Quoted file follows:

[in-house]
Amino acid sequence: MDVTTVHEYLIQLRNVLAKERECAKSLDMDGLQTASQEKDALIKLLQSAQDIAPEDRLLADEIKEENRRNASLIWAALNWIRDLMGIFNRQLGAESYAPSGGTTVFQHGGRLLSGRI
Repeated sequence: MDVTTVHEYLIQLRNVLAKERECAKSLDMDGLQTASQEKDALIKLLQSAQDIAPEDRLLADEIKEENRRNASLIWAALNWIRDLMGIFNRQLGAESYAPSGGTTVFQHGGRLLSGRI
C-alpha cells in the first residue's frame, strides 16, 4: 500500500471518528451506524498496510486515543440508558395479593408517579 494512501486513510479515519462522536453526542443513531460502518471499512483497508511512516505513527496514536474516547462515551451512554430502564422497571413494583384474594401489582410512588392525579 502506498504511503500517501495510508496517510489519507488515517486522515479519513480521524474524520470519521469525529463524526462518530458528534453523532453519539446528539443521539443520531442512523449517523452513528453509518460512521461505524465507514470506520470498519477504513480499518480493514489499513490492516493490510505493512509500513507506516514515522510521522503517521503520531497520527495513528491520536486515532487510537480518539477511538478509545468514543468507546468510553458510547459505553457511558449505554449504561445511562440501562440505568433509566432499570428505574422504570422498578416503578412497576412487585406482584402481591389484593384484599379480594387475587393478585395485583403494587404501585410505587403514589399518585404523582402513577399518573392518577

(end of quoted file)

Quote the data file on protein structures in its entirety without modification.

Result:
[in-house]
Amino acid sequence: MDVTTVHEYLIQLRNVLAKERECAKSLDMDGLQTASQEKDALIKLLQSAQDIAPEDRLLADEIKEENRRNASLIWAALNWIRDLMGIFNRQLGAESYAPSGGTTVFQHGGRLLSGRI
Repeated sequence: MDVTTVHEYLIQLRNVLAKERECAKSLDMDGLQTASQEKDALIKLLQSAQDIAPEDRLLADEIKEENRRNASLIWAALNWIRDLMGIFNRQLGAESYAPSGGTTVFQHGGRLLSGRI
C-alpha cells in the first residue's frame, strides 16, 4: 500500500471518528451506524498496510486515543440508558395479593408517579 494512501486513510479515519462522536453526542443513531460502518471499512483497508511512516505513527496514536474516547462515551451512554430502564422497571413494583384474594401489582410512588392525579 502506498504511503500517501495510508496517510489519507488515517486522515479519513480521524474524520470519521469525529463524526462518530458528534453523532453519539446528539443521539443520531442512523449517523452513528453509518460512521461505524465507514470506520470498519477504513480499518480493514489499513490492516493490510505493512509500513507506516514515522510521522503517521503520531497520527495513528491520536486515532487510537480518539477511538478509545468514543468507546468510553458510547459505553457511558449505554449504561445511562440501562440505568433509566432499570428505574422504570422498578416503578412497576412487585406482584402481591389484593384484599379480594387475587393478585395485583403494587404501585410505587403514589399518585404523582402513577399518573392518577